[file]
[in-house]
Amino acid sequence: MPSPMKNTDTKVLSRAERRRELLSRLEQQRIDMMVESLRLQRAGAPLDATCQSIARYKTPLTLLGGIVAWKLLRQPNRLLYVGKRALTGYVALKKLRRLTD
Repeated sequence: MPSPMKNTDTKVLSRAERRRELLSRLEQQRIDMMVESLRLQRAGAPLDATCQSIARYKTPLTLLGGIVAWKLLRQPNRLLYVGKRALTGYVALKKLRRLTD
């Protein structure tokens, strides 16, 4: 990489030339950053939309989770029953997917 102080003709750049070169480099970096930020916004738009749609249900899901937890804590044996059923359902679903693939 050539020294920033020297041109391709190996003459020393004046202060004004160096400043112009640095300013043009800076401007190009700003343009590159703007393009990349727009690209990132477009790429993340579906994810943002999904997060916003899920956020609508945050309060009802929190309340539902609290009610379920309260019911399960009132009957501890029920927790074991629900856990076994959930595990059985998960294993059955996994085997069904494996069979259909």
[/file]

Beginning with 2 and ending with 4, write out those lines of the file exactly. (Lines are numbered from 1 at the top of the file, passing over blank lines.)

Amino acid sequence: MPSPMKNTDTKVLSRAERRRELLSRLEQQRIDMMVESLRLQRAGAPLDATCQSIARYKTPLTLLGGIVAWKLLRQPNRLLYVGKRALTGYVALKKLRRLTD
Repeated sequence: MPSPMKNTDTKVLSRAERRRELLSRLEQQRIDMMVESLRLQRAGAPLDATCQSIARYKTPLTLLGGIVAWKLLRQPNRLLYVGKRALTGYVALKKLRRLTD
């Protein structure tokens, strides 16, 4: 990489030339950053939309989770029953997917 102080003709750049070169480099970096930020916004738009749609249900899901937890804590044996059923359902679903693939 050539020294920033020297041109391709190996003459020393004046202060004004160096400043112009640095300013043009800076401007190009700003343009590159703007393009990349727009690209990132477009790429993340579906994810943002999904997060916003899920956020609508945050309060009802929190309340539902609290009610379920309260019911399960009132009957501890029920927790074991629900856990076994959930595990059985998960294993059955996994085997069904494996069979259909």